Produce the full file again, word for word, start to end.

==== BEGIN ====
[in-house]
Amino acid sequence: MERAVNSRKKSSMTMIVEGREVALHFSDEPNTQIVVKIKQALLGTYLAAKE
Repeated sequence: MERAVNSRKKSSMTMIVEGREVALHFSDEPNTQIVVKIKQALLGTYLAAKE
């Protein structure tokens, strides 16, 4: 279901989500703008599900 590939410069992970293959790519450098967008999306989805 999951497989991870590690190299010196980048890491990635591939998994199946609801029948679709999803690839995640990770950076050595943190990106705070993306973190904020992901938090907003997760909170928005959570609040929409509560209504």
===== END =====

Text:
[in-house]
Amino acid sequence: MERAVNSRKKSSMTMIVEGREVALHFSDEPNTQIVVKIKQALLGTYLAAKE
Repeated sequence: MERAVNSRKKSSMTMIVEGREVALHFSDEPNTQIVVKIKQALLGTYLAAKE
């Protein structure tokens, strides 16, 4: 279901989500703008599900 590939410069992970293959790519450098967008999306989805 999951497989991870590690190299010196980048890491990635591939998994199946609801029948679709999803690839995640990770950076050595943190990106705070993306973190904020992901938090907003997760909170928005959570609040929409509560209504």